Driving Force - Luxury Travel Magazine
|By: Matthew Brace, Issue 26 - Autumn 2006|
|(Golf real estate Australia). |
|GOLF REAL ESTATE INVESTMENT – AND ITS ACCOMPANYING BENEFITS – IS FAST BECOMING THE NEW LUXURY LIFESTYLE TREND IN AUSTRALIA|
|Forget sea-change, it’s time for a tee-change. Australia is beginning to embrace golf real estate as an alternative to the traditional passion for coastal living. Increasing numbers of people are investing in villas, land and resort apartments within golf developments. Truly golf-mad investors live there year-round, polishing their beloved Ping titanium woods, reducing their handicaps and enjoying views over manicured greens, sweeping fairways and eucalypt woodlands. The gentle soundtrack to their lives comprises little more than birdsong, interrupted only by the gentle whirr of golf buggies and the satisfying thwack of a strong, straight drive. Others use their properties for a set number of weeks each year – a place to unwind, play a round or two, impress friends or corporate clients, or simply soak up the stillness. And some buy purely to rent out. Many golf tragics fall in love with a particular course so deeply that they want to buy their own share of it and be able to show off their patch of immaculately verdant, Greg Norman designed Australia.|
But there are also attractions for the non-player – those to whom jiggers and mashie niblicks sound more like rare deep-sea fish than golf clubs. There is the security of investing in a rural view that’s unlikely to change in your lifetime and will help to maintain your investment’s value. It’s a similar philosophy to buying a house opposite a cemetery. Also, Australia boasts some of the best golf courses in the world, so the demand from both long- and short-term renters is strong, making it an even more tempting investment proposition. And there is the lingering belief that, at some point in life, golf comes to us all, so it’s better to be prepared. One golf real estate owner is thinking even further ahead, saying he wants to be buried under his favourite fairway, which he can see from his kitchen window. “That way, if I go first, the wife will always know I’m out there – still playing,” he says.
The trend of living on your favourite golf course came from the US, where it is huge, according to Alix Toynton, Director of Sales and Marketing at Monarch Investments, the developers of Macquarie Links Estate in southwest Sydney. “Momentum was just starting to get going when the investor tax was introduced, which put a dampener on the property market across the board,” she says. “Now that the tax has been withdrawn and the property market is steadying itself, interest in golf investment is starting to pick up again.” The success of Macquarie Links is proof of the increasing trend, with 343 properties sold since 1997 (including houses, land, villas and apartments) at a total value of $91million. The estate is selling apartments and villas in The Peak from $649,500. Membership of the Macquarie Links International Golf Course (a graceful, championship par-72) is included with each purchase in The Peak. This is a full individual membership that remains with the original purchaser, so investors can retain it in perpetuity even if they sell the property.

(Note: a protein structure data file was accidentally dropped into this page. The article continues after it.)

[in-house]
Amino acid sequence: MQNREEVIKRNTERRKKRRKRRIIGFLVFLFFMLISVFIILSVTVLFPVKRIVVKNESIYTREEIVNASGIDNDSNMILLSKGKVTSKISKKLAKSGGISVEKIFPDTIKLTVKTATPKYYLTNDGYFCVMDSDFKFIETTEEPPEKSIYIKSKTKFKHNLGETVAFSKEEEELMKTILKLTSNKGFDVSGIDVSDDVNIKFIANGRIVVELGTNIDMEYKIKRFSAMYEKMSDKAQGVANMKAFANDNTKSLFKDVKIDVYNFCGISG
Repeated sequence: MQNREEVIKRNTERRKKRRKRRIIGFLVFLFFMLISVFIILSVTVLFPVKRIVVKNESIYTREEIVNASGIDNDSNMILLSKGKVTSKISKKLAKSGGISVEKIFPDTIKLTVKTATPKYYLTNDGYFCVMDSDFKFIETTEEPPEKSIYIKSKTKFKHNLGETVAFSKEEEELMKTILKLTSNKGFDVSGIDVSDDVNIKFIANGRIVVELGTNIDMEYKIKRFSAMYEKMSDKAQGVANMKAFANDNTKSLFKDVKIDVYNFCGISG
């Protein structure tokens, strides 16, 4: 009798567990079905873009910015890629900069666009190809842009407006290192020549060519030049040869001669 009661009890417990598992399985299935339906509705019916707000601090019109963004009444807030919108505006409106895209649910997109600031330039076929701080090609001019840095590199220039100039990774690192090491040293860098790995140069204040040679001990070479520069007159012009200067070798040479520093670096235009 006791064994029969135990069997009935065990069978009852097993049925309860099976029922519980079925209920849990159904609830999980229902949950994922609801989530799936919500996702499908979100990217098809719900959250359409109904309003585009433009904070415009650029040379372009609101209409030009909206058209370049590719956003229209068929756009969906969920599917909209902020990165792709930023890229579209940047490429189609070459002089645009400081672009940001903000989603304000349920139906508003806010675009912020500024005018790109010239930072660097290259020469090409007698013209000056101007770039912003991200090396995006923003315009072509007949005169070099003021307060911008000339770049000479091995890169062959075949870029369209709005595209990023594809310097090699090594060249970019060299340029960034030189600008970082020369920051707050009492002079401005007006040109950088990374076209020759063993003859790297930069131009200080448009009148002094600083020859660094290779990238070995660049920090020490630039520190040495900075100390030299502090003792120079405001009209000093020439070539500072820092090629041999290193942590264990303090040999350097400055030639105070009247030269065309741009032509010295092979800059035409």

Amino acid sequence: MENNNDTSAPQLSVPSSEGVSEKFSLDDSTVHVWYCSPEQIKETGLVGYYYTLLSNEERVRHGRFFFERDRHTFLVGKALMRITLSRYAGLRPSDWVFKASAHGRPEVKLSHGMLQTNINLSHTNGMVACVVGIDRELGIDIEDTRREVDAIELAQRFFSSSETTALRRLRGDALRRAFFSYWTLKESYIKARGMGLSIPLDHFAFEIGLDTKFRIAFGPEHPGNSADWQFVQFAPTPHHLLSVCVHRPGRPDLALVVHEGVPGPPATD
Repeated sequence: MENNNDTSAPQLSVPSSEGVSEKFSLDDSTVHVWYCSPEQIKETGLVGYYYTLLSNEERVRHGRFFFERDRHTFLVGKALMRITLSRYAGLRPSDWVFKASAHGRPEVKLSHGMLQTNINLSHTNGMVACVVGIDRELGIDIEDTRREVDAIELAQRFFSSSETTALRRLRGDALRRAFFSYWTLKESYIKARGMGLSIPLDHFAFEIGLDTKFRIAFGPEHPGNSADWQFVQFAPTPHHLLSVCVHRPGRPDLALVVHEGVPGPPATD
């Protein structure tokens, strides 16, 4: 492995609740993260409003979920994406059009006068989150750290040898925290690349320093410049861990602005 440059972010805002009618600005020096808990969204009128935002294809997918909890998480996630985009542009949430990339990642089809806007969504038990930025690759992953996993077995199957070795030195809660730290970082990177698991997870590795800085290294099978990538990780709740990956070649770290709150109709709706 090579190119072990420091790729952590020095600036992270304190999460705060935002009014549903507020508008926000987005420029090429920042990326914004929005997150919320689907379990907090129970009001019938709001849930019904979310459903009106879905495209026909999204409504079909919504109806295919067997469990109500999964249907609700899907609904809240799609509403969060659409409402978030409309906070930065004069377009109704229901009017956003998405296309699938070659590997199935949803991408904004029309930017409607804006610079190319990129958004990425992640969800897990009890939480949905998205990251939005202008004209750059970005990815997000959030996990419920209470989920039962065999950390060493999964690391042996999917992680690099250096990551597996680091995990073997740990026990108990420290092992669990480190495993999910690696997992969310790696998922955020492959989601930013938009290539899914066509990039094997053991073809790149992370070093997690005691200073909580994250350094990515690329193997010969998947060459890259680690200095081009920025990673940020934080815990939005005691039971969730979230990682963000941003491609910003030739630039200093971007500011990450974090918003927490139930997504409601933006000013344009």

Success, too, has shone at the Hyatt Regency Coolum on Queensland’s Sunshine Coast. The Hyatt Regency is on Coolum Beach, 20 minutes from Noosa, and is the home of the Australian PGA Championship. Created by American course designer Robert Trent Jones Jnr, the course is shaded by native melaleuca and eucalyptus trees, parkland and rainforest. It is a stunning landscape, in a big, bold, hot, Queensland kind of way. Most owners buy quarter-shares in villas through the Hyatt’s President /Ambassador Club scheme, giving them 91 nights per year to reside or rent out.
Victoria Dent, from the resort’s President/Ambassador Club, says that for under $100,000 investors are “owners for life”, which comes with membership of the Hyatt for them and their family (siblings included), as well as its spa facilities, tennis club, airport transfers and plenty more “value-added” perks. “The profile of the typical buyer is mostly Melbourne-, Sydney- and overseas-based professionals, aged between 33 and 55, and with two or three children,” says Dent. “There is no real necessity to be a golfer to own here; the main reason for purchase is to bring the family on holiday once a year to a great area of Australia with everything they want within the gates of the resort, including a beach and lifeguard.”